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Take these steps before your book release

Today’s guest post offering advice for your book release is from Michael Murphy, who wrote a wonderful article for us before on how to get publicity. A full-time writer and part-time urban chicken rancher in Arizona, he is the author of the new book  The Yankee Club, the first in the Jake and Laura Series. His next, All That Glitters, will be released in January. He’s currently hard at work on book three. Learn more on his website

Take these steps before your book is released

By Michael Murphy

On August 12, Random House Alibi released my Prohibition-era mystery, The Yankee Club. This was my tenth published novel. Release day brings joy, excitement, and pride – a deluge of emotions much like the birth of a child (something I also know a little about).

Release day is filled with activity, blog appearances, and interactions on the growing list of social media sites. It includes posting about the event and accepting congratulations from friends, family, fellow authors, and readers. My release day was busy, but went smoothly. Much of this can be attributed to the work I did months before the release date.

Whether you’re an independent author or your book is being published by a traditional publisher, as an author you’ll be responsible for marketing and promoting your book. I hope the following tips help your release date go well.

Six months before your book’s release 

Here’s your checklist six months out: 

  • Polish your book’s description
  • Modernize your website
  • Get more blog followers
  • Take a new publicity photo
  • Identify media contacts
  • Consider a street team

Polish your book’s description. A succinct description can be used anywhere: website, blog, e-mail, social media, parties, family get-togethers, elevators, stoplights. Readers are everywhere, so have your pitch ready. Be prepared to summarize your book in approximately 25 words.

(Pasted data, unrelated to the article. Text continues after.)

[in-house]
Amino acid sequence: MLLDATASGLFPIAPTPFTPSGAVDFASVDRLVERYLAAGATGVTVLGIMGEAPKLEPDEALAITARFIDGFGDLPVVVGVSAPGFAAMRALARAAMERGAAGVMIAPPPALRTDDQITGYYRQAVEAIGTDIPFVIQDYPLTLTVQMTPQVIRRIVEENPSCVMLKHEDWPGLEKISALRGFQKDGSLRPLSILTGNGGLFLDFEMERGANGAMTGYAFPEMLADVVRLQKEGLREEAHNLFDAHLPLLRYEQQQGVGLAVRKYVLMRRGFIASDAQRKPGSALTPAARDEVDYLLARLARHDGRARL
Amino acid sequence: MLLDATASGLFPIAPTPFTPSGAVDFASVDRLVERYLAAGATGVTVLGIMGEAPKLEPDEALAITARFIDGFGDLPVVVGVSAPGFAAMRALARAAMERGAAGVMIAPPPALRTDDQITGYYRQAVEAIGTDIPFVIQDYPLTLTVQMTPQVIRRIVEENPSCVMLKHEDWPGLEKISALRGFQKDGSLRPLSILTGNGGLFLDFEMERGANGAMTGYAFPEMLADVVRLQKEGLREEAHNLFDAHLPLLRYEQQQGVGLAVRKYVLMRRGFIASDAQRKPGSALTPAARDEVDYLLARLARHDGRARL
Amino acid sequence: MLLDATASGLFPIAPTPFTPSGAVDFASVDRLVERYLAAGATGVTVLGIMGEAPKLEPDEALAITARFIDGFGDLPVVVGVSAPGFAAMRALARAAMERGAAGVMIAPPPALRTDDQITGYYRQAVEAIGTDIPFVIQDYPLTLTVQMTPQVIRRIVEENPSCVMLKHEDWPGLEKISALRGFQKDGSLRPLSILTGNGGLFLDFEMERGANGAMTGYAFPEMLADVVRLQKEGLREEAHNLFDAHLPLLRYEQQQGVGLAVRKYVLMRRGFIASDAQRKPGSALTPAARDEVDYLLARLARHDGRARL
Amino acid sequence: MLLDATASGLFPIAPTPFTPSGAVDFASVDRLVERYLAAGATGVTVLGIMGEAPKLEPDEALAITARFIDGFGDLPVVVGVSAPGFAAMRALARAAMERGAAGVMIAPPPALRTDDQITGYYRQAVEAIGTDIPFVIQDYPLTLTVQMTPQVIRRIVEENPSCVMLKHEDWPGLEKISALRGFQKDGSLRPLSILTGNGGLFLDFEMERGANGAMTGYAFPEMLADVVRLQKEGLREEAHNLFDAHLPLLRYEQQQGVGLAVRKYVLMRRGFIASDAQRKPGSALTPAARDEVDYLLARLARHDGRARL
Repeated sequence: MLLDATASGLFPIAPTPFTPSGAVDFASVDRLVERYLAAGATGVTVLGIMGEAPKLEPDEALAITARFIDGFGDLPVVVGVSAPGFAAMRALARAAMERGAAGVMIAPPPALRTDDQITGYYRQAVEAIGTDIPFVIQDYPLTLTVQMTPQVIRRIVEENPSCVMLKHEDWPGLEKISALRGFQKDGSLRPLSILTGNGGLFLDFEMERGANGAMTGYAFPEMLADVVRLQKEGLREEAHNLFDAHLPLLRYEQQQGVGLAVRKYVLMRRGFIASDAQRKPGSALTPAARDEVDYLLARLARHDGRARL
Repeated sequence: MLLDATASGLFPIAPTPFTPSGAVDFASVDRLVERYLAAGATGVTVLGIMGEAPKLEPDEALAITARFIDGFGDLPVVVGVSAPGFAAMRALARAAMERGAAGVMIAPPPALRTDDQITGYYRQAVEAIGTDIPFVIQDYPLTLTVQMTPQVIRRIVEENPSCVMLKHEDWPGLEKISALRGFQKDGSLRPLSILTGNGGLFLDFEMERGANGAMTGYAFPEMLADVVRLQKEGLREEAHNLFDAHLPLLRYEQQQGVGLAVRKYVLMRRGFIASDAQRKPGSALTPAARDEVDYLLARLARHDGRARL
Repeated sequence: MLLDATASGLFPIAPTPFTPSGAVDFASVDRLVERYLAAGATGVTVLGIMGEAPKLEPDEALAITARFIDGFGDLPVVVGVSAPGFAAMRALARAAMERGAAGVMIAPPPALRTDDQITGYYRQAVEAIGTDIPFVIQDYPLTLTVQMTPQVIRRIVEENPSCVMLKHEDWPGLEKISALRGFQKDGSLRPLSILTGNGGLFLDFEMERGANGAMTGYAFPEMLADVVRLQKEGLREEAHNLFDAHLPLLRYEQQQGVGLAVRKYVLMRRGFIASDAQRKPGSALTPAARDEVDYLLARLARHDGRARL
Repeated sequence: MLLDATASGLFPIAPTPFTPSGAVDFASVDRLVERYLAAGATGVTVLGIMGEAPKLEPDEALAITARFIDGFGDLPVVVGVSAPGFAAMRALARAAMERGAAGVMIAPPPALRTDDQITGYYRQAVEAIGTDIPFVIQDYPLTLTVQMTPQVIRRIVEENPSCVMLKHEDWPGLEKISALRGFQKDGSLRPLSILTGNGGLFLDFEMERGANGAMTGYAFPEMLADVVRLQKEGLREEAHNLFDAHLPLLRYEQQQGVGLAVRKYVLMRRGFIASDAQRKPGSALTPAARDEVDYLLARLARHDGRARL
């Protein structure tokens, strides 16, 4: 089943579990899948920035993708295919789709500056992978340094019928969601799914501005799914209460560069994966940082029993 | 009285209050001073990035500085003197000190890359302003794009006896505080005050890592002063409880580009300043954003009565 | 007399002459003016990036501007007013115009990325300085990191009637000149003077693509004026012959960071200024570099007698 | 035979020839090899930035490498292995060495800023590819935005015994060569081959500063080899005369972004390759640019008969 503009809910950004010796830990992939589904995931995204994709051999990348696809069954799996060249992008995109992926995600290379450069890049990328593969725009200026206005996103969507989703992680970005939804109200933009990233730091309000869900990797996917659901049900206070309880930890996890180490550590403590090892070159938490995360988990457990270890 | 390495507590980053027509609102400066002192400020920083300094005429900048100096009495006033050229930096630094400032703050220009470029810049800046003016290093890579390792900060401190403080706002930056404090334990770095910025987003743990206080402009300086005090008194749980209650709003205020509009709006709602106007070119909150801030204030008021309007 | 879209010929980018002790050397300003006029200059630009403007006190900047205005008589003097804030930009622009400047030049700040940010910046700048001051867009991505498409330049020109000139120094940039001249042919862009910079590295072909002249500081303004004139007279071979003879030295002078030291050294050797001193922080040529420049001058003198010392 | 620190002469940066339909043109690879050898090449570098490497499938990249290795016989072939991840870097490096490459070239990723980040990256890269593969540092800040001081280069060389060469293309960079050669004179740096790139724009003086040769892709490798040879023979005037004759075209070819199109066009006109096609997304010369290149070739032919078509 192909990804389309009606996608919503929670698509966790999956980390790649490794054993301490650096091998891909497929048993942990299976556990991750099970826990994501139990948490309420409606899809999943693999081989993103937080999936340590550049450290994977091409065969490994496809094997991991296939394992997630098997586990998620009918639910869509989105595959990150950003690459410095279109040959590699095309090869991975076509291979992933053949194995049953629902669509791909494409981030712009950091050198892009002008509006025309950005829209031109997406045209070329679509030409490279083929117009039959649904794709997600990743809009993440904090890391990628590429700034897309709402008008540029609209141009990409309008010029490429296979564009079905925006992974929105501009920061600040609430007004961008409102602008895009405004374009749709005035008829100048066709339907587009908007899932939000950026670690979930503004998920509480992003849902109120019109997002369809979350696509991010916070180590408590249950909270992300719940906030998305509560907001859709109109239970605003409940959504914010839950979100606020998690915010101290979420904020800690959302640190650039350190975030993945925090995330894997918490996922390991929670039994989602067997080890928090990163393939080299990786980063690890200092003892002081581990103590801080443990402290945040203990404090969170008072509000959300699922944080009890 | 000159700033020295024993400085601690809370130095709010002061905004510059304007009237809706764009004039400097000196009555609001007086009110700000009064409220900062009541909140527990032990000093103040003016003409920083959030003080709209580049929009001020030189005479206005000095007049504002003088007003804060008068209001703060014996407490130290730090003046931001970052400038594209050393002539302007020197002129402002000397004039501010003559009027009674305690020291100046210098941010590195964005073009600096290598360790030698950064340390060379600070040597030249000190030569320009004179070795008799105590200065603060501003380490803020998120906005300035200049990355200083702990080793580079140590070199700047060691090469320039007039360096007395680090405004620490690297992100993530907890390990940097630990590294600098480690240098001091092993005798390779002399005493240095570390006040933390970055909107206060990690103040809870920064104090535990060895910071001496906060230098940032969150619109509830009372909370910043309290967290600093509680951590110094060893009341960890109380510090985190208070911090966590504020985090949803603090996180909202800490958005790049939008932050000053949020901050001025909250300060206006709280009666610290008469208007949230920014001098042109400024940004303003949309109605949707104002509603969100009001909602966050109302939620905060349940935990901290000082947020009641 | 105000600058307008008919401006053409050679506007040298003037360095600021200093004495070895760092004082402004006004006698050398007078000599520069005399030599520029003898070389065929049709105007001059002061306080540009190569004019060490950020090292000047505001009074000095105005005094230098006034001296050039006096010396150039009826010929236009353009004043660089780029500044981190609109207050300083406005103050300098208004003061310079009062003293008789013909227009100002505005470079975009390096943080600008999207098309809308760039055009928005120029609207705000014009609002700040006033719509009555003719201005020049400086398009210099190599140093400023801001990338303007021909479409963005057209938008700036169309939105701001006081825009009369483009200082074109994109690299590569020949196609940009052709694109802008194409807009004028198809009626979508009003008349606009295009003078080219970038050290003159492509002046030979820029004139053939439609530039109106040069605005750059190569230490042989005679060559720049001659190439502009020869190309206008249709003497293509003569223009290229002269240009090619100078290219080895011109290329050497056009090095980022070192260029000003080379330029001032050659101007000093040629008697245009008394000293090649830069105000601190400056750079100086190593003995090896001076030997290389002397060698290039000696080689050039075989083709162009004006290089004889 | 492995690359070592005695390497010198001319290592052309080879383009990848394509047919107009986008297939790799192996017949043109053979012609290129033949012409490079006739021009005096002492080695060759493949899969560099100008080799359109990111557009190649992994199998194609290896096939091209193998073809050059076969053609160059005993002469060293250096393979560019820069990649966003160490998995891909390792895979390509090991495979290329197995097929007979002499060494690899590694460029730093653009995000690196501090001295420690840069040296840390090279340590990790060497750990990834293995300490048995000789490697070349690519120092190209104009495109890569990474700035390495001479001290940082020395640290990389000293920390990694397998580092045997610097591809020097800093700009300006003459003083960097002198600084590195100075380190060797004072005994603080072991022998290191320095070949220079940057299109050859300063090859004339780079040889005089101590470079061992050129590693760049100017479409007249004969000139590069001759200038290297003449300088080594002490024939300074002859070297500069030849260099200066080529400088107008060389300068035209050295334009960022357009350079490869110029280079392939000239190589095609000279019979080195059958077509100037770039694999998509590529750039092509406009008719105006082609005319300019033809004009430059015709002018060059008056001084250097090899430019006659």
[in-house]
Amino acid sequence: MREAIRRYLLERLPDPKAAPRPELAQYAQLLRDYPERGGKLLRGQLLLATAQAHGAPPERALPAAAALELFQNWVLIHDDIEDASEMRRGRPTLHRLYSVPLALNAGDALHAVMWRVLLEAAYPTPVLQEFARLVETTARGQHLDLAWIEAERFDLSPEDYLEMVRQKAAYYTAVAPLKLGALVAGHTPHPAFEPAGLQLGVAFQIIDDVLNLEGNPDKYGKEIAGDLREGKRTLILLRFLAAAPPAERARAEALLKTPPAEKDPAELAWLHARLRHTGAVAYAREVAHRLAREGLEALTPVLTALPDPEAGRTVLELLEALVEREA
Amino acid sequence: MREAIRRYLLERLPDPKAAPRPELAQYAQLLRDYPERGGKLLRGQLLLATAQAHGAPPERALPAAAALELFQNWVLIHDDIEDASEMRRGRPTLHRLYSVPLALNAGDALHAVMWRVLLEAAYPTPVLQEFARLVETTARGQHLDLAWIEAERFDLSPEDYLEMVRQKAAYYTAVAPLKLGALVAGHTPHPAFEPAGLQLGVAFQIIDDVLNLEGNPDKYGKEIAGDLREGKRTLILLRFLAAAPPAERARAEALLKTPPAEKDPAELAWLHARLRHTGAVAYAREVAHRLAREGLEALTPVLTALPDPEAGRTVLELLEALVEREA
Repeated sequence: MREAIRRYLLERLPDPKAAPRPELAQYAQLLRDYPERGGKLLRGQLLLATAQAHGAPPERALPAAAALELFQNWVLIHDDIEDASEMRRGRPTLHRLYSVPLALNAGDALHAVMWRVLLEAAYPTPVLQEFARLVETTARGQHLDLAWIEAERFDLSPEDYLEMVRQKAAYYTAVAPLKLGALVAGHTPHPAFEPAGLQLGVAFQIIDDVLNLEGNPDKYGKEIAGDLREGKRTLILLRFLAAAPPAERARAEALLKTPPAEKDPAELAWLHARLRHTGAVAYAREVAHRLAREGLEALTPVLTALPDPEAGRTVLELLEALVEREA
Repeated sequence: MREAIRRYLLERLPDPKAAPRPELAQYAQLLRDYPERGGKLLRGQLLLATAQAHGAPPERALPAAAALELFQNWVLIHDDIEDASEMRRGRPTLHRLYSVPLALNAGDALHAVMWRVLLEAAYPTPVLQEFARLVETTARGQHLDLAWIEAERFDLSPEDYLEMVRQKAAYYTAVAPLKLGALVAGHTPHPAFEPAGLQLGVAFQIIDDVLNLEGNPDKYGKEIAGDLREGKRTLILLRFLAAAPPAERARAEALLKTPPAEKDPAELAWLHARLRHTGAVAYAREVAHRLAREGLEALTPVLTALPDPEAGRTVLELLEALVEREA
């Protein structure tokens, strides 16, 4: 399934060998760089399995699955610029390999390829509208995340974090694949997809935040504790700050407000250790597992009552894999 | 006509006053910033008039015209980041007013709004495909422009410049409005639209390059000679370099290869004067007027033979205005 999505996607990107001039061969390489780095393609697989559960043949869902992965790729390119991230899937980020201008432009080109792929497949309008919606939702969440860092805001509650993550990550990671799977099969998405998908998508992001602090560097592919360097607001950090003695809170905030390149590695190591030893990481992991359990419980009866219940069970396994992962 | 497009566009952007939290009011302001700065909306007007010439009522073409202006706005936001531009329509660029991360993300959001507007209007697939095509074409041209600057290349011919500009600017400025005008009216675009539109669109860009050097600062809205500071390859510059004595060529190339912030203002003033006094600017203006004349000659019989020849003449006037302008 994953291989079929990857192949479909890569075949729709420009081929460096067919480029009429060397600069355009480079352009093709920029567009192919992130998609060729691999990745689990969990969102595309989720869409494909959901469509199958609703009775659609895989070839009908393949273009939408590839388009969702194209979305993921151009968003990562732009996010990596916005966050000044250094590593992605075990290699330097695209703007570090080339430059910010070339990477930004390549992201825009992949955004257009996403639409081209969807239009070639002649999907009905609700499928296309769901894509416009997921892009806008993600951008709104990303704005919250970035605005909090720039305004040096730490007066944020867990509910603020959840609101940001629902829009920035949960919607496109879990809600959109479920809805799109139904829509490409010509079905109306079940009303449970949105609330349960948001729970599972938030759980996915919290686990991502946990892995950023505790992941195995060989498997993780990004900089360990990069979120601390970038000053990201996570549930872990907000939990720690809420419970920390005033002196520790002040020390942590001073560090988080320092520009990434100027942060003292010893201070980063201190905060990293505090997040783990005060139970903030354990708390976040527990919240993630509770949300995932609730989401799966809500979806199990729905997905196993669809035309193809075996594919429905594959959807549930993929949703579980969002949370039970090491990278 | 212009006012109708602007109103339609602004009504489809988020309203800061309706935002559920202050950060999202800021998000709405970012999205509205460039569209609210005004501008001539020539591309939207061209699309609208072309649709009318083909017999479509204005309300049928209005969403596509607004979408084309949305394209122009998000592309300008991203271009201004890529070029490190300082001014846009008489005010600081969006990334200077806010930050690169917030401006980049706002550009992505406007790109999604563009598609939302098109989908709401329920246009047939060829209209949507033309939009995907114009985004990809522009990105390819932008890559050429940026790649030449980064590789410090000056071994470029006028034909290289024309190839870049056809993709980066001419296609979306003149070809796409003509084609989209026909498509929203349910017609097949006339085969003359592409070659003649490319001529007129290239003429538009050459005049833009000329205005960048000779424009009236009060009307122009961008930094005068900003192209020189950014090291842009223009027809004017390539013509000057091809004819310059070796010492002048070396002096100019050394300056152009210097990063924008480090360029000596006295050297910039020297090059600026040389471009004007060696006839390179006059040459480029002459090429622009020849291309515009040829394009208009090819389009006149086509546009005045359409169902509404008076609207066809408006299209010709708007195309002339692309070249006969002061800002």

Modernize your website.  Come on, dust off those cobwebs and give your site a makeover. You’re competing with other authors for a reader’s time. Pay attention to the top of your homepage. Your goal is to get the visitor to scroll down or click links to other pages.

Get more blog followers. You don’t have a blog? Start one months before the release. Establish your credibility and your brand with posts that demonstrate your writing expertise and attract followers with content that doesn’t focus on your book. Prepare, save, and schedule posts leading to the launch.

Take a new publicity photo. I enjoy getting my picture taken about as much as I enjoy trips to the dentist, but you want to get a modern look and several poses that you can use on your website, blog, and social media sites.

Identify media contacts. Accumulate e-mail and mailing addresses of media members you plan to contact about the release of your novel.

Consider a street team. A street team is a group of fans who support your work and spread the word on social media. They can multiply the number of followers and increase pre-release buzz. Don’t have fans? Sure you do.

Three to five months before the release

Here’s what you’ll want to do closer to the release date: 

  • Solicit book reviews
  • Schedule blog tour stops
  • Solicit media appearances 

Solicit book reviews. Reviews are crucial in attracting readers. Each review can reach thousands of potential readers. They’ll show up on the reviewer’s blog and social media sites that include Goodreads. Use them on your website and blog, too.

Schedule blog tour stops. Do blog tours turn into sales? Results are hard to quantify, but blog tours (also known as virtual book tours) can reach followers you don’t have. Solicit various types of tour stops, interviews, guest posts, and book reviews.

Solicit media appearances. The launch of your book is not news. Find a link between your book, its theme, or issues addressed with current events. Be ready for rejections, knowing that one “yes” can have a significant impact on your sales.

Just before release date

Your book is about to be released. Here are three things you can do: